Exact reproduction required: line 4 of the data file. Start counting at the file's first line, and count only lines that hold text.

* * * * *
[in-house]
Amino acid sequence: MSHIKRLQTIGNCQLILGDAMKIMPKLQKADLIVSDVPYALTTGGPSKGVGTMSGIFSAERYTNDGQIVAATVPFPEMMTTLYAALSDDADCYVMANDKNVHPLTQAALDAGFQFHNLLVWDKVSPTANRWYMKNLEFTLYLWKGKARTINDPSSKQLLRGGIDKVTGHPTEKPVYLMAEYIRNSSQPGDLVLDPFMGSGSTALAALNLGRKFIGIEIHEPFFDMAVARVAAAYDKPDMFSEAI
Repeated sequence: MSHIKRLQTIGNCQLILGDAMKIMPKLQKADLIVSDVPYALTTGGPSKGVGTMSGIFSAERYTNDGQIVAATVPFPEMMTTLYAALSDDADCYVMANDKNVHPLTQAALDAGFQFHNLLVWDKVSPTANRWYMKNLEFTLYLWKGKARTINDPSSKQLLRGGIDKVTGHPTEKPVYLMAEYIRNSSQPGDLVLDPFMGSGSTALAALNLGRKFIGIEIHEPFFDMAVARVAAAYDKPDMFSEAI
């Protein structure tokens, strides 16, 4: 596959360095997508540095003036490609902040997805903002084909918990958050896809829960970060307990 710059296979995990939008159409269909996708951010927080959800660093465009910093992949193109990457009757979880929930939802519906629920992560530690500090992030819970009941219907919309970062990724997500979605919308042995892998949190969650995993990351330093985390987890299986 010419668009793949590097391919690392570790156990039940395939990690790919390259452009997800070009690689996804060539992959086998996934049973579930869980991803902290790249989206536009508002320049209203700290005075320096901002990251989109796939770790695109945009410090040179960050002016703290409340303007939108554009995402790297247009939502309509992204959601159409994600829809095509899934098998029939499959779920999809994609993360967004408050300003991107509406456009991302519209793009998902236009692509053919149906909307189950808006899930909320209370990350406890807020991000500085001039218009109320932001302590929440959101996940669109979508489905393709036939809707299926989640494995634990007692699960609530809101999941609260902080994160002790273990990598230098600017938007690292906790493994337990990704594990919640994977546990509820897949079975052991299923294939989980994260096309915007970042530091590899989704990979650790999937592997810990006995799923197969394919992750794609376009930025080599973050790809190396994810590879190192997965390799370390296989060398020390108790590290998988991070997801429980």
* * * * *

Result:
């Protein structure tokens, strides 16, 4: 596959360095997508540095003036490609902040997805903002084909918990958050896809829960970060307990 710059296979995990939008159409269909996708951010927080959800660093465009910093992949193109990457009757979880929930939802519906629920992560530690500090992030819970009941219907919309970062990724997500979605919308042995892998949190969650995993990351330093985390987890299986 010419668009793949590097391919690392570790156990039940395939990690790919390259452009997800070009690689996804060539992959086998996934049973579930869980991803902290790249989206536009508002320049209203700290005075320096901002990251989109796939770790695109945009410090040179960050002016703290409340303007939108554009995402790297247009939502309509992204959601159409994600829809095509899934098998029939499959779920999809994609993360967004408050300003991107509406456009991302519209793009998902236009692509053919149906909307189950808006899930909320209370990350406890807020991000500085001039218009109320932001302590929440959101996940669109979508489905393709036939809707299926989640494995634990007692699960609530809101999941609260902080994160002790273990990598230098600017938007690292906790493994337990990704594990919640994977546990509820897949079975052991299923294939989980994260096309915007970042530091590899989704990979650790999937592997810990006995799923197969394919992750794609376009930025080599973050790809190396994810590879190192997965390799370390296989060398020390108790590290998988991070997801429980």